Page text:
Transient climate simulation

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A transient climate simulation is a mode of running a global climate model (GCM) in which a period of time (typically 1850–2100) is simulated with continuously-varying concentrations of greenhouse gases so that the climate of the model represents a realistic mode of possible change in the real world.

Related models[edit]

This may be contrasted with an equilibrium climate simulation in which greenhouse gas concentrations are suddenly changed (typically from pre-industrial values to twice pre-industrial values) and the model allowed to come into equilibrium with the new forcing.


Early GCMs used "swamp" or "slab" ocean models for reasons of computational simplicity. Such models cannot simulate the heat take up that occurs in the real ocean and were thus unable to run transient simulations: instead, the response to equilibrium change was investigated. There are problems with this approach, which were well appreciated at the time: the deep ocean has a very long time constant and in some areas (most notably the southern ocean) the transient and equilibrium responses are very different.

Model interpretation issues[edit]

In an equilibrium simulation, time is merely a label and a given year or decade does not represent the simulation of a calendar year or decade.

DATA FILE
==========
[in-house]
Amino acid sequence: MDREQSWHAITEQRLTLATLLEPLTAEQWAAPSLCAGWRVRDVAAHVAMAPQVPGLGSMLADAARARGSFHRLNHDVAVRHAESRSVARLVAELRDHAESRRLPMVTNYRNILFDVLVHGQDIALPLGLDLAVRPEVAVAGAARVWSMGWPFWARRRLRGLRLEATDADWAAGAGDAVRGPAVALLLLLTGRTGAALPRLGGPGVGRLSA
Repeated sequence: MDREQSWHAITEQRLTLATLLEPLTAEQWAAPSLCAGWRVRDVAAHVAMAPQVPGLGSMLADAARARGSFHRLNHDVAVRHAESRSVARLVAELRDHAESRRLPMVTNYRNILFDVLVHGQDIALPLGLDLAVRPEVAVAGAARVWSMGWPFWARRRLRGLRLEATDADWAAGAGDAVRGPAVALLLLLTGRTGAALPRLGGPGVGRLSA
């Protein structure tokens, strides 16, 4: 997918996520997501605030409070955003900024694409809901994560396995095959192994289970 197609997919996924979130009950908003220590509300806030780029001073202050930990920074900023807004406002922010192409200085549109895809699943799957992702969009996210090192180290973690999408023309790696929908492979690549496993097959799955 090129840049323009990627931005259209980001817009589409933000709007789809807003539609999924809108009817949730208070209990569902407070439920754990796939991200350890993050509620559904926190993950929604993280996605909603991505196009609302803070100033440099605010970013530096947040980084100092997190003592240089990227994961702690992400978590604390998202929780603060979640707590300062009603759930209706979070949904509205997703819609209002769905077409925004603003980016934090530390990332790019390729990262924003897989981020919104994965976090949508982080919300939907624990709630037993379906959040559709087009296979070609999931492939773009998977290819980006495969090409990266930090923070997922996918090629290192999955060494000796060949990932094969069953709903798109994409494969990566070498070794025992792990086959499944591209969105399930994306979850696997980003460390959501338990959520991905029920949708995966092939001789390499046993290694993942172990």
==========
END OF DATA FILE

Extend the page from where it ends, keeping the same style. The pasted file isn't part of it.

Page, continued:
• Thus (by definition) a portion of a simulation labelled "2000–2030" represents 30 years, but not any particular 30 years.
  • In a transient simulation, instead of a sudden change in greenhouse gases and other forcings, the forcings are changed gradually, either in an idealised way (1% CO2 increase, for example) or a more realistic fashion (one of the scenarios described in the Special Report on Emissions Scenarios).

If the simulation is partly of the past, observed CO2 levels may be used (and perhaps solar variation, and volcanic forcing).

The transient simulation is intended to be a physically plausible path for the climate system to follow.

Although (given natural variability) even a perfect model would not simulate the year-to-year variations seen in the real world, in an ideal model the variation from decade to decade would track that of the real world.

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External links[edit]

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